The show, adapted by British actor/writer Patrick Barlow, based on the 1935 film (which itself is loosely based on John Buchan's 1915 novel), utilizes just four actors playing 100 or so characters, often in very rapid succession, as well as serving as the on-stage Foley artists, creating charmingly low-fi sound effects. The performers exist in a show-within-a-show universe as members of a 1930s theater troupe who must frantically pull their production together without any outside or technical assistance and with all the buffoonery and mishaps on full view.
The story, straight out of Hitchock's version, concerns Richard Hannay (Lance Gardner), ennui-struck and moping around his London flat. Hannay, looking for something "pointless" to kill time with, heads to the music hall for a performance by "Mr. Memory" (Cassidy Brown, in one of many roles), a man able to store vast amounts of trivia in his head. A mysterious foreign lady, Annabella (Annie Abrams), sits in the theater seat next to Hannay before abruptly stopping the show by firing a gun, asking Hannay for help, divulging that she's an agent working to thwart the smuggling of top-secret air defense plans out of the country and winding up stabbed in the back.
And we're off and running, with Hannay on the lam and desperate to both clear his own name and complete Annabella's mission. Along the way he meets classic cool Hitchcock blonde Pamela (Abrams again), Highland oddballs, villainous probable-Nazis and many more, and must endure all manner of hijinks — from hanging off a train bridge to impersonating a milkman — during his fugitive journey from London to Scotland and back again.
Little homages to some of Hitchock's trademarks, including references to other films, are sprinkled throughout. While the plot is both silly and suspensefully exciting, the real magic is in watching the cast (rounded out by Ron Campbell, also playing countless roles), do their zany, slapstick, screwball and oh-so-British, Scottish and occasionally Germanic stuff — switching characters, accents (kudos, dialect coach Janel Miley) and costumes seemingly at the speed of light. Some of my favorite bits include the frantic moving of a road-blocking flock of sheep, an exquisitely choreographed handcuffed chase-across-the-moors routine and every time Campbell and Brown raise their hats and thank each other in the music hall.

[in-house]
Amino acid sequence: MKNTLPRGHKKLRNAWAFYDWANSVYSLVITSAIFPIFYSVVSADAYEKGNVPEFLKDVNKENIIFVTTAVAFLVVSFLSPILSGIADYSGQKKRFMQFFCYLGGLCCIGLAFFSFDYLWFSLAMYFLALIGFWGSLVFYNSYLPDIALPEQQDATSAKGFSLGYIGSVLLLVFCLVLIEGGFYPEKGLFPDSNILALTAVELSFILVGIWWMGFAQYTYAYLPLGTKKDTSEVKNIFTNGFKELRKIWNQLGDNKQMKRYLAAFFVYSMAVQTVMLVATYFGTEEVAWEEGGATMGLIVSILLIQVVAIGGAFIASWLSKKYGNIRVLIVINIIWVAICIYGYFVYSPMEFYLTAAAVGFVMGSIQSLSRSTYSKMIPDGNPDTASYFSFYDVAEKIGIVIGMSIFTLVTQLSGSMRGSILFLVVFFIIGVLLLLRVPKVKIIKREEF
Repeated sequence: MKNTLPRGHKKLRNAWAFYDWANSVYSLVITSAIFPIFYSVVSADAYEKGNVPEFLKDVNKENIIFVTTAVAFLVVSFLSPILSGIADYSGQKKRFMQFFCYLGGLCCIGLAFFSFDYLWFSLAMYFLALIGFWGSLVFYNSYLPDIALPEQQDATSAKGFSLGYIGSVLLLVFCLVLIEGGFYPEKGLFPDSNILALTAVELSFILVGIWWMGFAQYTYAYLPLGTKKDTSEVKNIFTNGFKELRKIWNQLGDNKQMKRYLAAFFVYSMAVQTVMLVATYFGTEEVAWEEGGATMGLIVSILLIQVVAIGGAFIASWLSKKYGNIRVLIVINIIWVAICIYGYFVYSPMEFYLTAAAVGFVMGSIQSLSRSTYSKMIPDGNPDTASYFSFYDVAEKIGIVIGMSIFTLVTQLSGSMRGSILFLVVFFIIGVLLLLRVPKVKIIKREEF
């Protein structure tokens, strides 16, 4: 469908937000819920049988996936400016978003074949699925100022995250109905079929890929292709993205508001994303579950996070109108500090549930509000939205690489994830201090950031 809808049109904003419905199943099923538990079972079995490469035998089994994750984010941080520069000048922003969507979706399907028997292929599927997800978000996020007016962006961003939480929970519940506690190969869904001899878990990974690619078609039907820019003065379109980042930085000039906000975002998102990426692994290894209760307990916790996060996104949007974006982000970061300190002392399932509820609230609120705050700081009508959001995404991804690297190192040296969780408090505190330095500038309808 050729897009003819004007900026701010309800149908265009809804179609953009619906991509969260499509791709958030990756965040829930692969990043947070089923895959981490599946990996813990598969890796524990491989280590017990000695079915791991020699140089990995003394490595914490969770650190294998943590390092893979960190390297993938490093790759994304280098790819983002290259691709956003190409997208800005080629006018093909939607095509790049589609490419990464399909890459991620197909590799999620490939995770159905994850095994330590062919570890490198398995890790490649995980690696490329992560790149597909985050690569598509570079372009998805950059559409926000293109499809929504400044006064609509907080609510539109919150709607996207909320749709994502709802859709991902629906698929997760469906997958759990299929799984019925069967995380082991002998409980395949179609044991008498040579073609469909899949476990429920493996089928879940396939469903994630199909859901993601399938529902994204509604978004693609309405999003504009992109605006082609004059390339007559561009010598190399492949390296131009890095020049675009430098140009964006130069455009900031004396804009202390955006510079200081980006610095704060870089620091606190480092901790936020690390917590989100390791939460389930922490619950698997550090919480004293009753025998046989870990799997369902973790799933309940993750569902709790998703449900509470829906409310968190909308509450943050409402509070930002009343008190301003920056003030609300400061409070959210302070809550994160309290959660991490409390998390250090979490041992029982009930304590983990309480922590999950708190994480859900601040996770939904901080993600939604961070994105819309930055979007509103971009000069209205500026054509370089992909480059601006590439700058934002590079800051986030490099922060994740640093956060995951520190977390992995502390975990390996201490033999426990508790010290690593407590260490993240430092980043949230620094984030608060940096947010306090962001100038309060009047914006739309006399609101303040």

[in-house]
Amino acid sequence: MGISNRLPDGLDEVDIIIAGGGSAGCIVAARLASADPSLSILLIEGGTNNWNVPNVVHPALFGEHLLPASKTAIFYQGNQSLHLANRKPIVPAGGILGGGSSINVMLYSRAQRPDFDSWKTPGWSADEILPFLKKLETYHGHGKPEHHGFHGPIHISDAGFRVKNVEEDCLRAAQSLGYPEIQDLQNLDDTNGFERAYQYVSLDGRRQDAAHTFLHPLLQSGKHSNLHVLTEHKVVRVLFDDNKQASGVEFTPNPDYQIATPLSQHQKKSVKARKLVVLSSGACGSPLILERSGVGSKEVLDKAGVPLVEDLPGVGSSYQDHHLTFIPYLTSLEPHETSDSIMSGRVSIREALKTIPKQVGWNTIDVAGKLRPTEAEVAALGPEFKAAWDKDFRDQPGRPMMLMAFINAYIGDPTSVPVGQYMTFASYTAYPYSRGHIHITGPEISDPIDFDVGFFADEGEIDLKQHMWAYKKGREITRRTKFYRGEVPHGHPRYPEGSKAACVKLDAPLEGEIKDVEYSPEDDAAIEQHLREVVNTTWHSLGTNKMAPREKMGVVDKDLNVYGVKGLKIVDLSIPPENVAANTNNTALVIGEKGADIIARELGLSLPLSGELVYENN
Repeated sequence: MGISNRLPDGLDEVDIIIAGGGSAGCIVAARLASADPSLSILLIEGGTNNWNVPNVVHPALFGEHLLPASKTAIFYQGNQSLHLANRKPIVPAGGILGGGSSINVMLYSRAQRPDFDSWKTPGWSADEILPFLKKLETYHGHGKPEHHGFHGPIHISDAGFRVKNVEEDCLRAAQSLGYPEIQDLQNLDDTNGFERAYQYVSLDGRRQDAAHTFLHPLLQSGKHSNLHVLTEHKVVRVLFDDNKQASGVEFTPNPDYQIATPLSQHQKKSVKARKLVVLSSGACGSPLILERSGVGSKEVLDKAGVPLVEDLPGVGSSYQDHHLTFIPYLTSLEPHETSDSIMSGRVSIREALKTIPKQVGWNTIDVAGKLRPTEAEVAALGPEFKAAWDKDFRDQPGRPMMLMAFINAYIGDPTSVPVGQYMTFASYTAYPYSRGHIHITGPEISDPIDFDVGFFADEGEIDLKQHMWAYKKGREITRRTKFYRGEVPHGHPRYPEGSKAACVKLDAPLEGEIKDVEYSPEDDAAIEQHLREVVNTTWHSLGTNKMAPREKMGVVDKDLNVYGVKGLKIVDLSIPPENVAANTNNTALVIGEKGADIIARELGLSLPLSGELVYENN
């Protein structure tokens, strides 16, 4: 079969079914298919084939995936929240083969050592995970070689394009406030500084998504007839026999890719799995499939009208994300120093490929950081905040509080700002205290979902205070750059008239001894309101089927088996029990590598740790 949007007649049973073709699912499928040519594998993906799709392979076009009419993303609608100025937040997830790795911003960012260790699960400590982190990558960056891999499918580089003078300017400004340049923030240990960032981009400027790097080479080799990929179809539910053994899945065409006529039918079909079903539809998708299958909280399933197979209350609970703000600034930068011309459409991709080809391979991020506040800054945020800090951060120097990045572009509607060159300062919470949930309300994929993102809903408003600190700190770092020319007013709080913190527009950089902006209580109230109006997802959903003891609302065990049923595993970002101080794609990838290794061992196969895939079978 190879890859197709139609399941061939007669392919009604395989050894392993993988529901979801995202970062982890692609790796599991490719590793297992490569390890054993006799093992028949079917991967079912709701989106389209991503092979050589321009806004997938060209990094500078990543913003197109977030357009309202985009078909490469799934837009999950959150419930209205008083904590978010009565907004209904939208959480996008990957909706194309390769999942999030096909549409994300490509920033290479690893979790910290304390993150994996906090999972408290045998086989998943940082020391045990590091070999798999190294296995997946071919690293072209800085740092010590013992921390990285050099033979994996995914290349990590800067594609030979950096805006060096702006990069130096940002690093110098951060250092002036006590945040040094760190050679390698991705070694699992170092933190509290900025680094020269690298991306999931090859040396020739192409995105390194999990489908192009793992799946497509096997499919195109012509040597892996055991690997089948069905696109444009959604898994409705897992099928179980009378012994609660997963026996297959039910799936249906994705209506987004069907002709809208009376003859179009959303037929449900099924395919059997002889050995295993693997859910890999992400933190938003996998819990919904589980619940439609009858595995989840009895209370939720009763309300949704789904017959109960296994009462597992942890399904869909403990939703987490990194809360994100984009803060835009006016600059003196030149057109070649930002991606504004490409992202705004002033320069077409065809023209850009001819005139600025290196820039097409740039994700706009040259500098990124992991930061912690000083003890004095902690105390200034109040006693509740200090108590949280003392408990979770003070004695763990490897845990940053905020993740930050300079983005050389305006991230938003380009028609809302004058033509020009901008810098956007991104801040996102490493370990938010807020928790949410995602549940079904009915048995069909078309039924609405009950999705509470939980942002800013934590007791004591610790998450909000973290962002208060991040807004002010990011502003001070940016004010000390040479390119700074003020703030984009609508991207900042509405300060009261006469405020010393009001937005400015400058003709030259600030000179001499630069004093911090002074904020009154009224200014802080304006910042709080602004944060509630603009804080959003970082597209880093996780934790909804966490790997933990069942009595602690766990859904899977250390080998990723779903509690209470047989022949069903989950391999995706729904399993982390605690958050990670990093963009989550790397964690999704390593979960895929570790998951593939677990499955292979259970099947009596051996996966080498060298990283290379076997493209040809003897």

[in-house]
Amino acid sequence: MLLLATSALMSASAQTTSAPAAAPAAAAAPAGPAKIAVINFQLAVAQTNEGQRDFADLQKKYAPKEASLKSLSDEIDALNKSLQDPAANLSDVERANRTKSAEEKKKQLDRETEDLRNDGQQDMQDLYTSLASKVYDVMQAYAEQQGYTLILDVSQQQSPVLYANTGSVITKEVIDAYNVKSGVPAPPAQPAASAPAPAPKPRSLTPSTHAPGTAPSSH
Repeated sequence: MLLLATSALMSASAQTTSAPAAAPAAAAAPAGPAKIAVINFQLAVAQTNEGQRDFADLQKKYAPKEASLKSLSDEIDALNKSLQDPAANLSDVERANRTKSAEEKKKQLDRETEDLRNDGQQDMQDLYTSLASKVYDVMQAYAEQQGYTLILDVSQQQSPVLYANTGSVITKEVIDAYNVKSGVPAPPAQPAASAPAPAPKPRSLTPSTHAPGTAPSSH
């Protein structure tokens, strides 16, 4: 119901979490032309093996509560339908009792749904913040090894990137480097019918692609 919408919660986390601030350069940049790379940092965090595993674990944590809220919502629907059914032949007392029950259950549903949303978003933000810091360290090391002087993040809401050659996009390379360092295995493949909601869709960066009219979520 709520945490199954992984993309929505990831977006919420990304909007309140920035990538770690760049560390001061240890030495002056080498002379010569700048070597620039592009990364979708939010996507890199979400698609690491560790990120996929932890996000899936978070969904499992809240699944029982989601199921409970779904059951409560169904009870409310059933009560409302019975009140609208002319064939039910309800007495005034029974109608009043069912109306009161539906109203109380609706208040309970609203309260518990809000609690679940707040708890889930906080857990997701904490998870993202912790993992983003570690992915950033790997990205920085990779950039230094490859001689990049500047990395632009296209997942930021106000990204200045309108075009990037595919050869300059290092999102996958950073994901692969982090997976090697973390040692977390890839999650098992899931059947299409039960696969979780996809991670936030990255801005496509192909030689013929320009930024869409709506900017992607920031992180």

Director Leslie Martinson and team display expert timing, with great scenic design by David Lee Cuthbert, lovely costumes by Cathleen Edwards (an important feature of this quick-change show), lighting by Steven B. Mannshardt and sound by Cliff Caruthers. And all four actors are superb, with Gardner giving Hannay the posh voice and manner reminiscent of Matt Berry in "Toast of London," and the three role switchers proving incredibly nimble. Period-and-place-appropriate music (think George Formby) helps set the scene further.
"The 39 Steps" really manages to capture the brilliance of Hitchock's style and spoof it in a way that just plain works. It's all much better experienced than read about, so my best advice is to catch a performance ASAP. And take a lesson from Hannay: You never know who the mysterious stranger sitting next to you in the theater may turn out to be.
What: "The 39 Steps."
Where: Mountain View Center for the Performing Arts, 500 Castro St.
When: Through Sept. 22; show times vary.